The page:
A “boundary line” is a legal term that refers to the area that a plot of land covers. It is generally determined by using either a property surveyor or GPS technology. The description of your boundary lines can usually be found in the property’s recorded title.

Determining the boundary lines of your property can often be a challenging task that could lead to disputes with your neighbors. Many counties and cities have laws concerning how close a building or structure can be to a property line.

In addition, many counties and cities may also have rules about the number of trees, shrubs, foliage, and so on, that are permitted to sit along a property line. Such rules are typically based on that particular area’s local history or issues regarding fire safety.

One important aspect of having a clearly identified boundary line is that it can help the property owners to understand their responsibilities. Whether it is an overgrown tree or a large area of dried brush that needs to be removed, it is not always clear which neighbor should be responsible.

If you are fined by the city or suffer serious property damage because someone did not take care of a problem on their property, being able to settle these kinds of issues with your neighbor peacefully can make such situations go much more smoothly for both parties.

While boundary lines of your property are not always clear, you do not have to leave it up to chance or guess. Instead, you can come to an agreement about a boundary line with your neighbors even if it is not 100% accurate. Be warned, however, that this might still cause some disputes down the road.

How Can Two Property Owners Make a Boundary Line Agreement?

There are only certain situations where boundary line agreements will be considered as legally enforceable. In order for it to be enforceable, the following elements must be present under the agreed boundary doctrine:

  • The landowners are unsure about where the true boundary lines lie;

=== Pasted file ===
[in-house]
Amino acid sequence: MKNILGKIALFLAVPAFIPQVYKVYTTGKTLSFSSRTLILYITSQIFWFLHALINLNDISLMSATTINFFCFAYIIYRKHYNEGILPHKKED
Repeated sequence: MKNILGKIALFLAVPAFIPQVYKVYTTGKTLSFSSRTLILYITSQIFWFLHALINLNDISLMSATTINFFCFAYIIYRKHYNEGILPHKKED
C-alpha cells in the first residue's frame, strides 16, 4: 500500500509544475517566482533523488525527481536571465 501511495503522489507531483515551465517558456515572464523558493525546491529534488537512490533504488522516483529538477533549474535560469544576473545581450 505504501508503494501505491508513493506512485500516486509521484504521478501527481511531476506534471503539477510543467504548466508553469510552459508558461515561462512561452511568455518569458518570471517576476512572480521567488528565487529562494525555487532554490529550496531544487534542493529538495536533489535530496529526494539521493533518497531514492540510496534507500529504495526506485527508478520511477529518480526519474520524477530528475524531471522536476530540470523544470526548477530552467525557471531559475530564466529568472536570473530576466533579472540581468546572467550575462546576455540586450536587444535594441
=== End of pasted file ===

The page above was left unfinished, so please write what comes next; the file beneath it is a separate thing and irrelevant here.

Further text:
• Both landowners agree on the new boundary line;
  • Both landowners must act as if the agreed boundary line is the true boundary line; and
  • The landowners should identify the new boundary line with a marker, such as by building a fence.

If any of the elements listed above are not present, then the agreed upon boundary line may not be enforceable. However, if all of the above requirements are met, then the agreed boundary line will be enforceable, even if a property surveyor later determines that the true boundary line is located somewhere else between the properties.

How Do I Settle a Dispute over Property Lines?

Although the above list acts as a general guideline for what must occur to create a boundary line agreement, it does not necessarily cover what happens when a dispute arises. Also, rushing to hire a lawyer is not always the right response, especially when it comes to disputes between neighbors.

If the two neighbors have a history of tension, then a party may want to begin discussions by dropping off a note that clearly informs the other neighbor about their intentions regarding the boundary line. That party should also be prepared to give their neighbor a reasonable amount of time to reply to their note, so that the issue does not immediately become stressful or contentious.